Seeing what’s essentialPosted: April 16, 2020
Originally published as a column for Inside Housing on April 16.
Week four of the Coronavirus crisis and the world is still being turned upside down.
Is it really less than a month ago that ending rough sleeping by the end of this parliament – rather in a weekend – seemed a big ask?
Or that it felt like it would take months, possibly years, of campaigning to get the government to restore Local Housing Allowance (LHA) to something like the level of rents?
Or even that it was possible to buy a flat or a house?
Long-held assumptions about the way we run our housing system have been turned on their head by the crisis.
Did we really spend most of the last 30 years promoting a tenure that allowed tenants to be evicted for no reason on two months’ notice?
Why did we allow thousands of homes to be turned into short-term holiday lets with no thought to the consequences for rents and homelessness?
And why did we condemn millions of workers who we now see as essential to daily life to high-rent, insecure homes to go with their low-wage, insecure jobs?
The answers to all of these questions and more may seem obvious now in the eye of the storm and it may seem like there can be no going back now.
But recent history suggests a need for caution. The Global Financial Crisis, for example, seemed to signal the end for a financialised world that put profit before people. Not on recent evidence.
The immediate concern for housing after 2008 was to stop a market downturn becoming a crash and a re-run of the early 1990s, with many big housebuilders and housing associations as collateral damage.
In the event, the medicine of record low interest rates sent the prices of assets including houses soaring and the crisis created buying opportunities for giant financial corporations.
Housebuilders were bailed out by Help to Buy and cuts in red tape and big associations went from strength to strength.
If that crisis now seems minor by comparison with the current one, then the two world wars offer contrasting lessons.
Go back to the beginning of the last century and soldiers who had survived the trenches returned home in middle of the last pandemic to hit the UK to be promised Homes Fit for Heroes.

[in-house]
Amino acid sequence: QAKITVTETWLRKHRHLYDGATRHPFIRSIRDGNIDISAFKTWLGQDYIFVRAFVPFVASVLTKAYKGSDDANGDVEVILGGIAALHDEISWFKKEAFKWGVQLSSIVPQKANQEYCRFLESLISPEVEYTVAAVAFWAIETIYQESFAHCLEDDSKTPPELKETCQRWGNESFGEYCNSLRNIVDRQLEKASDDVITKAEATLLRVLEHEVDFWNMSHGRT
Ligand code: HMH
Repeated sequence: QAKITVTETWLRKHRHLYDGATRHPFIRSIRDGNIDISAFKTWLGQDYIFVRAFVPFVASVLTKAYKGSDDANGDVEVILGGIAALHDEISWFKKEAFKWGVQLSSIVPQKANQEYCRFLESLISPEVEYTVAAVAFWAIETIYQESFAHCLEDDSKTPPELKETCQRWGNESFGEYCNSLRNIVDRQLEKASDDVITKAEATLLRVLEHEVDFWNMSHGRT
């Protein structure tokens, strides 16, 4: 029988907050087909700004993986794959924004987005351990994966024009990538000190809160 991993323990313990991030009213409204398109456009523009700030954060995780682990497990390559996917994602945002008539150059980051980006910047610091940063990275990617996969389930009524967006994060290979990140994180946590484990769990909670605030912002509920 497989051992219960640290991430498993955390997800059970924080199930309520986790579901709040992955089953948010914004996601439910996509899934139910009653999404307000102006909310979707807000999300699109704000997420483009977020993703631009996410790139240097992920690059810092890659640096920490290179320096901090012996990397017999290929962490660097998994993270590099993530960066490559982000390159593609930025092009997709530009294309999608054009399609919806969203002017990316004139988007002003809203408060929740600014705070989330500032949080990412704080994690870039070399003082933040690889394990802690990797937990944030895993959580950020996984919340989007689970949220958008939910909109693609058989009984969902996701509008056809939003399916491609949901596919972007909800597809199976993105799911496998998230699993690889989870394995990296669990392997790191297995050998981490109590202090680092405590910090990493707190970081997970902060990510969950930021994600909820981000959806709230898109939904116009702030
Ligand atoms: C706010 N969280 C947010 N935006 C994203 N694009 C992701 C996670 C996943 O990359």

The result was the Addison Act that established the principles for council housing for the rest of the century.
But it is often forgotten that within two years the man responsible for it was resigning in protest as his programme was scrapped.
That experience, and what followed in the 1930s, fuelled the demand for change that grew during the Second World War and developed after 1945 a political consensus that was to last for more than 30 years.
The point is that what seems obvious in a crisis may or may not play out that way once it is over and normal politics takes over.
Back with the Coronavirus crisis, those temporary fixes to the housing system do seem to be having some success but they are still a long way from being permanent solutions.
Local authorities have scrambled to find self-contained accommodation for rough sleepers but there are fears of a second wave of homelessness and hotel rooms, sleeping pods and evacuated tower blocks are not a long-term answer.
For those who are housed, the crisis has revealed the importance of indoor and outside space and could raise longer-term questions about our emphasis on high-density development.
LHA was restored to cover the cheapest 30 per cent of local rents but that still leaves most of the private rental market unaffordable. In 2010 it covered the cheapest 50 per cent.
And even that increase will not help those affected by the benefit cap – it will mean more people are trapped by it.
Universal credit rates have been increased but there is still a five-week wait for the first payment.
That increase in the notice period for evictions has been backed up by a halt to possession actions in the courts but eventually they will end.
As unemployment rises, the risks of a wave of evictions and homelessness will grow into the Autumn without a stronger safety net.
And what happens when the housing market emerges from the deep freeze? Will falling house prices, negative equity and repossessions of home owners trump all that concern about renters and homeless people?
Or will we fund councils and housing associations to buy unsold homes for those who need them and make a social housebuilding programme a key part of the recovery?
It seems obvious now that there might be something wrong with a society in which footballers can earn more in a day than nurses do in a year.
Or that shelf stackers, bus drivers, care workers and all those we now realise are essential to daily life deserve a house that is a home rather than a property or investment.
But what will our choices be in the long term?